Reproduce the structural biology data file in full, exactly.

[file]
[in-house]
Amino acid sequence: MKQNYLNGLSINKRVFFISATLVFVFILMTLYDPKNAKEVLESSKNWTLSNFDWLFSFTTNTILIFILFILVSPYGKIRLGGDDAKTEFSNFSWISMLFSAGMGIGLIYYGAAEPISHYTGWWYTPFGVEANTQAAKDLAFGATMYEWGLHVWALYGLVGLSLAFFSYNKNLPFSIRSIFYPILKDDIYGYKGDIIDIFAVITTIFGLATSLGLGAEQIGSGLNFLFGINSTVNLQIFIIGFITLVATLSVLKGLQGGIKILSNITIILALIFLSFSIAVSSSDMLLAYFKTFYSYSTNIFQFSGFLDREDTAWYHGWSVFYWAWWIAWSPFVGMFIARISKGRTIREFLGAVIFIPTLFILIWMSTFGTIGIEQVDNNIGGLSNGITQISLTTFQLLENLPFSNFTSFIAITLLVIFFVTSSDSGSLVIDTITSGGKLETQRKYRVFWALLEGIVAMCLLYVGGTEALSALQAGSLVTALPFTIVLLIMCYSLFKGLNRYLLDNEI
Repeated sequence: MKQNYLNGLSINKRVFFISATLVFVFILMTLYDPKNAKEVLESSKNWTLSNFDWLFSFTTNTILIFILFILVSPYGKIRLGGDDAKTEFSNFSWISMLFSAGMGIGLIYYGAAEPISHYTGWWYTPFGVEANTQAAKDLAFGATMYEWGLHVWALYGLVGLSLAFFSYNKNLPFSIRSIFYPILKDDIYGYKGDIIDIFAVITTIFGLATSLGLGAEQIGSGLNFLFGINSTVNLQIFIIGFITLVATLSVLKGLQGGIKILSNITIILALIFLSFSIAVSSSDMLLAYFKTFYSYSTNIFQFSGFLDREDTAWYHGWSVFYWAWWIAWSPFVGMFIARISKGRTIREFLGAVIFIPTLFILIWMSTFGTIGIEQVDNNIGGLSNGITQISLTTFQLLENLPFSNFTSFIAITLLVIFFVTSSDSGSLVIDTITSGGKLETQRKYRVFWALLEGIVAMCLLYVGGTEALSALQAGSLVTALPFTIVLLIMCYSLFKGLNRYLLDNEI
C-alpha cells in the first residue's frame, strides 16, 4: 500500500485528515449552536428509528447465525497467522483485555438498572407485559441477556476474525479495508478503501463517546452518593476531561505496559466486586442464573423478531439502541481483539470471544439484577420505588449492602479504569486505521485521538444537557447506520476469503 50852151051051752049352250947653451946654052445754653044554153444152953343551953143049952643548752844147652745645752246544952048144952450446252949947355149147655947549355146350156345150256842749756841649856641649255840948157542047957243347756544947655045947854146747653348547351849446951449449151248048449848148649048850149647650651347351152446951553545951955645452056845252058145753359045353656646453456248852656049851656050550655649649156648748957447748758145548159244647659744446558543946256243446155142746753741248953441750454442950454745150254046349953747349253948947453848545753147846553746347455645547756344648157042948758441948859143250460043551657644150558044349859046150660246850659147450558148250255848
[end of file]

[in-house]
Amino acid sequence: MKQNYLNGLSINKRVFFISATLVFVFILMTLYDPKNAKEVLESSKNWTLSNFDWLFSFTTNTILIFILFILVSPYGKIRLGGDDAKTEFSNFSWISMLFSAGMGIGLIYYGAAEPISHYTGWWYTPFGVEANTQAAKDLAFGATMYEWGLHVWALYGLVGLSLAFFSYNKNLPFSIRSIFYPILKDDIYGYKGDIIDIFAVITTIFGLATSLGLGAEQIGSGLNFLFGINSTVNLQIFIIGFITLVATLSVLKGLQGGIKILSNITIILALIFLSFSIAVSSSDMLLAYFKTFYSYSTNIFQFSGFLDREDTAWYHGWSVFYWAWWIAWSPFVGMFIARISKGRTIREFLGAVIFIPTLFILIWMSTFGTIGIEQVDNNIGGLSNGITQISLTTFQLLENLPFSNFTSFIAITLLVIFFVTSSDSGSLVIDTITSGGKLETQRKYRVFWALLEGIVAMCLLYVGGTEALSALQAGSLVTALPFTIVLLIMCYSLFKGLNRYLLDNEI
Repeated sequence: MKQNYLNGLSINKRVFFISATLVFVFILMTLYDPKNAKEVLESSKNWTLSNFDWLFSFTTNTILIFILFILVSPYGKIRLGGDDAKTEFSNFSWISMLFSAGMGIGLIYYGAAEPISHYTGWWYTPFGVEANTQAAKDLAFGATMYEWGLHVWALYGLVGLSLAFFSYNKNLPFSIRSIFYPILKDDIYGYKGDIIDIFAVITTIFGLATSLGLGAEQIGSGLNFLFGINSTVNLQIFIIGFITLVATLSVLKGLQGGIKILSNITIILALIFLSFSIAVSSSDMLLAYFKTFYSYSTNIFQFSGFLDREDTAWYHGWSVFYWAWWIAWSPFVGMFIARISKGRTIREFLGAVIFIPTLFILIWMSTFGTIGIEQVDNNIGGLSNGITQISLTTFQLLENLPFSNFTSFIAITLLVIFFVTSSDSGSLVIDTITSGGKLETQRKYRVFWALLEGIVAMCLLYVGGTEALSALQAGSLVTALPFTIVLLIMCYSLFKGLNRYLLDNEI
C-alpha cells in the first residue's frame, strides 16, 4: 500500500485528515449552536428509528447465525497467522483485555438498572407485559441477556476474525479495508478503501463517546452518593476531561505496559466486586442464573423478531439502541481483539470471544439484577420505588449492602479504569486505521485521538444537557447506520476469503 50852151051051752049352250947653451946654052445754653044554153444152953343551953143049952643548752844147652745645752246544952048144952450446252949947355149147655947549355146350156345150256842749756841649856641649255840948157542047957243347756544947655045947854146747653348547351849446951449449151248048449848148649048850149647650651347351152446951553545951955645452056845252058145753359045353656646453456248852656049851656050550655649649156648748957447748758145548159244647659744446558543946256243446155142746753741248953441750454442950454745150254046349953747349253948947453848545753147846553746347455645547756344648157042948758441948859143250460043551657644150558044349859046150660246850659147450558148250255848